One of the trickiest decisions you may need to make about your healthcare is the question of going with an HMO vs a PPO plan. Both HMO and PPO health insurance plans may appear similar on the surface. However, they might have major differences if you’re trying to decide on a healthcare plan. There are some key differences between the two, which we will tell you all about. Ultimately, though, which one is best for you depends on your individual needs and priorities.
HMO stands for Health Maintenance Organization. These are made up of a smaller provider network, with stricter controls over the care you receive. They tend to come with lower premiums and deductibles, but this is not guaranteed. It will vary between plans and companies. On the other hand, PPOs (or Preferred Provider Organizations) come with more freedom, but you typically pay a little more for them.
If you live in the United States, you probably rely on private healthcare companies to cover medical costs throughout your life. Almost no decision is as intimidating as trying to balance what you can afford with trying to predict what healthcare you might end up needing. Additionally, navigating through a patchwork of acronyms, monthly rates, and coverage options is hard work. What’s even worse? It’s downright stressful. However, it’s also important research that will help give you all the tools to make the best possible choice for your circumstances. Here are some quick, key points about the differences between HMOs and PPOs.
Preferred Providers vs Out of Network Coverage
One of the biggest differences between a PPO plan and an HMO plan comes in the form of whether “out of network” primary care physicians, specialists, or procedures are covered at all.
As a rule of thumb, HMO’s do not cover out of network costs. That means you are expected to exclusively see doctors included in the plan. Since HMOs tend to be smaller, this can make it difficult to find a specialist. It may also mean you end up waiting longer for more bespoke care.
PPOs on the other hand will usually cover out-of-network providers at a higher cost. “Preferred” is the key word here. You will still end up paying more for in-office visits and deductibles, but PPOs make it easier to seek care outside the scope of your plan or company.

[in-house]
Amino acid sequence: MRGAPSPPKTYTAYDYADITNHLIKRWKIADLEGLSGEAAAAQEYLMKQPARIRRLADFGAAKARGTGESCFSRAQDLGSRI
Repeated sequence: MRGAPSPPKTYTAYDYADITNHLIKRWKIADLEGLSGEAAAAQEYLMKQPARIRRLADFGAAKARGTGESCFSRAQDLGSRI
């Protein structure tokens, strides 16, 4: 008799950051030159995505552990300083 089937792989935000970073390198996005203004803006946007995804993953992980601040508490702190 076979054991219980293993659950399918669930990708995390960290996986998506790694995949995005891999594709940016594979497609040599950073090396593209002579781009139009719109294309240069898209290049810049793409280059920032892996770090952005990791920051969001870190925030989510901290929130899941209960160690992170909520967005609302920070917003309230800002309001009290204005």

Primary Care Physician in HMO vs PPO
This is probably where we see the biggest difference between PPOs and HMOs. With a PPO you are not required to have a primary care physician. On the other hand, having one is necessary in an HMO to access any further care.
In an HMO, your primary care physician is your go-to for all non-emergency issues that you have. To see a specialist, you need to have a referral from your primary care physician. Doctors are doubtlessly knowledgeable and skilled, but they sometimes bring biases into their profession. So it can be frustrating (or even dangerous) to be denied further care or tests without checking in with your healthcare gatekeeper, especially when you know something is wrong.
Your options are much better with a PPO. There is no requirement to get a referral to see a specialist. This can help fast-track you to additional medical advice or essential testing.
HMO vs PPO: Which One is Cheaper?
The simple answer? It depends. Prices will vary depending on the firm, plan, and your individual needs.
If you’re just looking at premiums and your month-to-month cash flow, then HMOs are generally cheaper. HMOs average $263 per month for single coverage, while PPOs average $292. However, keep in mind that an HMO plan dictates more of your care and has more limited options if something comes up that you need to step out of network for. If that happens, they can rapidly become the more expensive option.
What About EPO Plans?
EPO stands for Exclusive Provider Organization and is a variant of the HMO model that allows for more personal choice. Unlike HMOs, you do not need to have a primary care physician and can go right to specialists. However, those specialists absolutely must be in-network. If they are not, your plan will not cover them at all. As with HMOs, which medical professionals you have access to will be strictly determined by the plan.
In The End…
It’s worth remembering that despite PPO plans tending to be more expensive, more adults are enrolled in them than in HMO or EPO plans. If you can afford it, the freedom you gain makes a PPO the better option for most people. However, you know your own budget and healthcare needs better than anyone else. Deciding between PPO and HMO (or EPO) plans will essentially come down to what you need to prioritize.
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